President Joe Biden’s first full day of his eight-day overseas tour got off to a wobbly start as a diplomatic row between the U.S. and U.K. over trade inspections in Northern Ireland erupted into public view—just as Biden was preparing to sit down with British Prime Minister Boris Johnson.
The two leaders wanted the day to be focused on their renewal of the 80-year-old Atlantic Charter that codifies the country’s long-standing alliance. Instead, a British news report that the U.S.’s top diplomat in the U.K. delivered a pointed rebuke over how Johnson’s government is handling Brexit in Northern Ireland hung over the meeting.
At issue is the Biden Administration’s concern that the U.K.’s treatment of Brexit negotiations with the E.U. on border inspections between Northern Ireland and the Republic of Ireland could destabilize the troubled border and test the foundations of the 1998 Good Friday Agreement. That agreement ended three decades of fighting in Northern Ireland between largely Protestant unionists who want to stay with the U.K. and Catholic nationalists wanting to be part of the Republic of Ireland.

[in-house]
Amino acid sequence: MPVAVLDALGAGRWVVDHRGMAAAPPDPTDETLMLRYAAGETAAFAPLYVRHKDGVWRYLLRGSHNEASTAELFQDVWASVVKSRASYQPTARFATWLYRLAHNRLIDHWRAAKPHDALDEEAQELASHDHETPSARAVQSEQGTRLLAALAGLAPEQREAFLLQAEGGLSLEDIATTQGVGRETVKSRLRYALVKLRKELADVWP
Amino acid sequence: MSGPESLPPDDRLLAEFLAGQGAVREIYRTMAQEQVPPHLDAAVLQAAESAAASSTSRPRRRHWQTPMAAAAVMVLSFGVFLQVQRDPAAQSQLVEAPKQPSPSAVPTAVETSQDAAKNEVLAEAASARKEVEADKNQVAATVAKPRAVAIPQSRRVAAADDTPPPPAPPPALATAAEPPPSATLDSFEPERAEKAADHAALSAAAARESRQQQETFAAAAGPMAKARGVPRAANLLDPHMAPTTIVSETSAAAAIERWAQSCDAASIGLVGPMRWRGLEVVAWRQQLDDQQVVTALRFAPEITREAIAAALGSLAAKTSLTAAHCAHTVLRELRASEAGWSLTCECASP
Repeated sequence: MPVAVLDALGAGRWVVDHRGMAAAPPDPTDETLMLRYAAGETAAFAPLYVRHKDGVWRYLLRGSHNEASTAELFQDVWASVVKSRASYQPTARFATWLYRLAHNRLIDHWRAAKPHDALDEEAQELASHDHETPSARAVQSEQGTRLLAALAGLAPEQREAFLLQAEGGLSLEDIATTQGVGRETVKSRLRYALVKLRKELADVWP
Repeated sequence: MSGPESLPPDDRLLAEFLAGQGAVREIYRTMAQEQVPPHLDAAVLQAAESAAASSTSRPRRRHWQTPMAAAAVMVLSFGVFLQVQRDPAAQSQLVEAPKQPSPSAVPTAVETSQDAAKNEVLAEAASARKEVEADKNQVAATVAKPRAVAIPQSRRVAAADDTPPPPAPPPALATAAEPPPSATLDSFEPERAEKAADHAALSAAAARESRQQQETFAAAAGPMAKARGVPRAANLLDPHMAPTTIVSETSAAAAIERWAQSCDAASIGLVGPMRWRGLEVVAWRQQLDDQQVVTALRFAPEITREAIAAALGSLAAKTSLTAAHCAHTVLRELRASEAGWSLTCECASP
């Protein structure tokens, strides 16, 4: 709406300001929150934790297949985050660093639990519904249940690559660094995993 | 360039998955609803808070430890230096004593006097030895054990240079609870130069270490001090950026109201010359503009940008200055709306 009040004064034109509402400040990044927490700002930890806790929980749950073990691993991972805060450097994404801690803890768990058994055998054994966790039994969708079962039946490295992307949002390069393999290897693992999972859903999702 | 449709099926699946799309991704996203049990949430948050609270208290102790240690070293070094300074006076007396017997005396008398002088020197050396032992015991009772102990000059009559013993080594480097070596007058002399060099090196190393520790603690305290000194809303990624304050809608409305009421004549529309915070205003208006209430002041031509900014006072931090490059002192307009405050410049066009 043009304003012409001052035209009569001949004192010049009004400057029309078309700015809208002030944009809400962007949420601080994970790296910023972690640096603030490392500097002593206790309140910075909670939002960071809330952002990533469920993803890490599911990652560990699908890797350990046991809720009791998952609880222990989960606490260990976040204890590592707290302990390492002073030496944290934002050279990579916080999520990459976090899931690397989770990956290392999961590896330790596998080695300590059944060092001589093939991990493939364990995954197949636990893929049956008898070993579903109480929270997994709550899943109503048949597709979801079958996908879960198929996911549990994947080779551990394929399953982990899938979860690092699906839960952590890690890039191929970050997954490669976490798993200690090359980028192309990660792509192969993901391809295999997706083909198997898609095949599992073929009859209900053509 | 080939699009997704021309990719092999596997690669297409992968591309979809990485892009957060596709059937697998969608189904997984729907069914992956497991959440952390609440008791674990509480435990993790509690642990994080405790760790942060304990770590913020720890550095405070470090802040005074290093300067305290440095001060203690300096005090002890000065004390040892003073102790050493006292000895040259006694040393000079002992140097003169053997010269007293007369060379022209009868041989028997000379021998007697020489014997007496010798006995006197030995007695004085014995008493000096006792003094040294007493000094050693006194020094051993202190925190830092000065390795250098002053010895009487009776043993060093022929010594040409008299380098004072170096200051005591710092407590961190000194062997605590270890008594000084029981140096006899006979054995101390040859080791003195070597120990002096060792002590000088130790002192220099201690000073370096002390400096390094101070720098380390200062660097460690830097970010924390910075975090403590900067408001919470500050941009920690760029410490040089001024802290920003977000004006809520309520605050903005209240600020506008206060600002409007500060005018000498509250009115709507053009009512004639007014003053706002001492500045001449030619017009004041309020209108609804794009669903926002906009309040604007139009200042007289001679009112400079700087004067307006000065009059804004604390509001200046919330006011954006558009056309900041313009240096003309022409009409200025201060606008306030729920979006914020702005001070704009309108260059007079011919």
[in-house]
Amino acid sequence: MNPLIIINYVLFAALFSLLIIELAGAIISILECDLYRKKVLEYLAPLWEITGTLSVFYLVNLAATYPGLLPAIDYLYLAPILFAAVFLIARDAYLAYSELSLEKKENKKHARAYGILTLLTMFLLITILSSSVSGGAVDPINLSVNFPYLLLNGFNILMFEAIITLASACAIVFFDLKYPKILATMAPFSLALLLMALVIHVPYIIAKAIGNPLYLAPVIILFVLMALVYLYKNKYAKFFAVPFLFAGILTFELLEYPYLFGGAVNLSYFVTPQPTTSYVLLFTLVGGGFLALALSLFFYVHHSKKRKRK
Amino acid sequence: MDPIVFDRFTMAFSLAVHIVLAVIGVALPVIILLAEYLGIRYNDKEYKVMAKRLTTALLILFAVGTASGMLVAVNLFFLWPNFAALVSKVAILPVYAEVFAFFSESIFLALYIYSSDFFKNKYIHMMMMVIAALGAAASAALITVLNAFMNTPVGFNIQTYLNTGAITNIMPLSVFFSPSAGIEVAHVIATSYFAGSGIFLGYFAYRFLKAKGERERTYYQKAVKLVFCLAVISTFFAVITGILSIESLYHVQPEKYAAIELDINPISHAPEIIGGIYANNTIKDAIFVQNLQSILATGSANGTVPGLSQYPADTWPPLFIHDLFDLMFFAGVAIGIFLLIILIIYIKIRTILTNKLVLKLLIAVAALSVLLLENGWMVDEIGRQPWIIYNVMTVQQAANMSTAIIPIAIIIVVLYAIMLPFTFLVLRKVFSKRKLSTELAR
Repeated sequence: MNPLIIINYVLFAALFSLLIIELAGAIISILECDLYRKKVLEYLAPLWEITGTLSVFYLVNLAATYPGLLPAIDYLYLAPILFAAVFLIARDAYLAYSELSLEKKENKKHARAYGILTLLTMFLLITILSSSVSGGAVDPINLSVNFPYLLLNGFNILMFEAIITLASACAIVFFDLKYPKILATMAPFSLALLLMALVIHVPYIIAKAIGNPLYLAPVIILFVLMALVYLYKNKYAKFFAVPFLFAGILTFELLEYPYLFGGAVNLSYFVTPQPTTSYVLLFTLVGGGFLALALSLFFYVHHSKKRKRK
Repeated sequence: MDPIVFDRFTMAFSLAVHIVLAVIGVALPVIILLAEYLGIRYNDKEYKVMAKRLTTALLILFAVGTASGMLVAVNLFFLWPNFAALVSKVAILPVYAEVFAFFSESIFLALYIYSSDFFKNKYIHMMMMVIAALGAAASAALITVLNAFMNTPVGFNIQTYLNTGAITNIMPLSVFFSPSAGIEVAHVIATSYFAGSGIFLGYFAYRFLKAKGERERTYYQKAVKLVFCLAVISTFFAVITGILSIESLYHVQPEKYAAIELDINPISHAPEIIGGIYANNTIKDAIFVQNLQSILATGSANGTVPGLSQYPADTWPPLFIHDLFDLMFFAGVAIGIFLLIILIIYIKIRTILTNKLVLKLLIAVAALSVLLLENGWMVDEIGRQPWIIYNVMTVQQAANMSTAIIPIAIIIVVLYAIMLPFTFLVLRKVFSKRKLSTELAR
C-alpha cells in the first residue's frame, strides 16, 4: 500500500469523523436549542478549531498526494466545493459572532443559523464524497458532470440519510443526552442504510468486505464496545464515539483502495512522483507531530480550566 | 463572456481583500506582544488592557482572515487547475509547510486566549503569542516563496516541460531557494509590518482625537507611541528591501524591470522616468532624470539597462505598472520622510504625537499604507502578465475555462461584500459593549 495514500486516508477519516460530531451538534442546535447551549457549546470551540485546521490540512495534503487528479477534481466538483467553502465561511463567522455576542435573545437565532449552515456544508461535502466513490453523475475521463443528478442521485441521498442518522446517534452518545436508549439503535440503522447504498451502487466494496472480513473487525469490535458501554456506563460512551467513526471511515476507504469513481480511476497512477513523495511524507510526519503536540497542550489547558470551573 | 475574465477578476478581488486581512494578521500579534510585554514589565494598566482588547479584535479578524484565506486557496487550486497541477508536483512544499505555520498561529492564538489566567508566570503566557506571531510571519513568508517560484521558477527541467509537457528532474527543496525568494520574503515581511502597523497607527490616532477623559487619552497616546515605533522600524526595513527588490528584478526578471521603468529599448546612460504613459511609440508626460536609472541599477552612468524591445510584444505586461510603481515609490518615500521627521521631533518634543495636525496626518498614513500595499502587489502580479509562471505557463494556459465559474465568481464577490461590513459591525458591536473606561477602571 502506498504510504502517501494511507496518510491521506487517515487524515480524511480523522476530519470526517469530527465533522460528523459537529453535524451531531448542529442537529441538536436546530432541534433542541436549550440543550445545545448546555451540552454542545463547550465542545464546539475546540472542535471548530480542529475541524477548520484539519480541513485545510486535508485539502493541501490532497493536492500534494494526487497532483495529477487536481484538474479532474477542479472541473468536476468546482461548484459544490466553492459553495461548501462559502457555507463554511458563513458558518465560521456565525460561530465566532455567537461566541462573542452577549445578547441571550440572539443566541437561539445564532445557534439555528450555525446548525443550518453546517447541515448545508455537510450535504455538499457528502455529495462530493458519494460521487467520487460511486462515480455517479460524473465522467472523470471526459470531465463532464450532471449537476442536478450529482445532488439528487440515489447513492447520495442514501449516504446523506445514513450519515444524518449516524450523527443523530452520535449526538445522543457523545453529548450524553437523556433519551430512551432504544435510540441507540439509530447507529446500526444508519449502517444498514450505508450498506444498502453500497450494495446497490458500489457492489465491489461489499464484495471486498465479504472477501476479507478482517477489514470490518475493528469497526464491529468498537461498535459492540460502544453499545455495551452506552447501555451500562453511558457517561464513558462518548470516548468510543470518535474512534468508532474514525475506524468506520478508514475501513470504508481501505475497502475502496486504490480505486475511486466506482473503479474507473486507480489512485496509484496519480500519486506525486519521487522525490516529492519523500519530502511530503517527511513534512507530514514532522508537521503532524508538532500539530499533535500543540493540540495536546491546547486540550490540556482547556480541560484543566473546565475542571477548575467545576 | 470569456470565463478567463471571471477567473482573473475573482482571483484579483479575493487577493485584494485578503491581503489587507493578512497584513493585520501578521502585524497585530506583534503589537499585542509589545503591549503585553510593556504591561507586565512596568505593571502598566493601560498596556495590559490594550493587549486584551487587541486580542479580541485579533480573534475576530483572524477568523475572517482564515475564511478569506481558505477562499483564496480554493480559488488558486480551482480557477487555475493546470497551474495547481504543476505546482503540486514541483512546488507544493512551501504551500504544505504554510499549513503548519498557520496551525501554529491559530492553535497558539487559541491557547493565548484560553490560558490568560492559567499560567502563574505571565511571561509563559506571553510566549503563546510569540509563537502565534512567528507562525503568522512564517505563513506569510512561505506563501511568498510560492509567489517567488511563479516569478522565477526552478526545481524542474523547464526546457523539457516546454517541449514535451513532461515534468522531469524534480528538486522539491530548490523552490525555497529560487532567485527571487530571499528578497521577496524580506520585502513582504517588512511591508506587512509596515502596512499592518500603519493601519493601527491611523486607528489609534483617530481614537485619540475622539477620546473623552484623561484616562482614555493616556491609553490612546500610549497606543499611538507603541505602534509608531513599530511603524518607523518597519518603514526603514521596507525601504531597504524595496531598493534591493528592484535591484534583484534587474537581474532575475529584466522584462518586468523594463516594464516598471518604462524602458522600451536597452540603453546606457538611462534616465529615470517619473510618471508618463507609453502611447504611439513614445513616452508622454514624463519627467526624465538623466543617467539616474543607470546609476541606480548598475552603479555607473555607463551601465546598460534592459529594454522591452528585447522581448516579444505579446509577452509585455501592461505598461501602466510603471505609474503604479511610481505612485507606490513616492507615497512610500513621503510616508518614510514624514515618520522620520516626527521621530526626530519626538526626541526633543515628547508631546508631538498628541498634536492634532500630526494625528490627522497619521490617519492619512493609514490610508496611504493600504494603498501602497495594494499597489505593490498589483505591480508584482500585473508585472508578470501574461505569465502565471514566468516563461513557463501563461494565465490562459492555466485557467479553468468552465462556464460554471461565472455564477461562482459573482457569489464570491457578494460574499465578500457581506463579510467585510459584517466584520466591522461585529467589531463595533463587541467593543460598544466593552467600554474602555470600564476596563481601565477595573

The message delivered by the U.S. Chargé d’Affaires Yael Lempert before Biden’s arrival in the U.K. was not a démarche, or formal diplomatic rebuke from Biden, as was reported, according to a White House official, but a laying out of long-standing U.S. concerns. White House officials said Biden wants to ensure that Brexit trade negotiations between the U.K. and the E.U. do not threaten the Good Friday Agreement or the two-decades of progress stabilizing the border, and that Biden planned to bring that up in his meeting with Johnson.
Biden did not, however, go into his meeting with Johnson planning to be “confrontational or adversarial,” a senior administration told reporters before the two leaders met. Biden “came merely to communicate what …read more
Source:: Time – Politics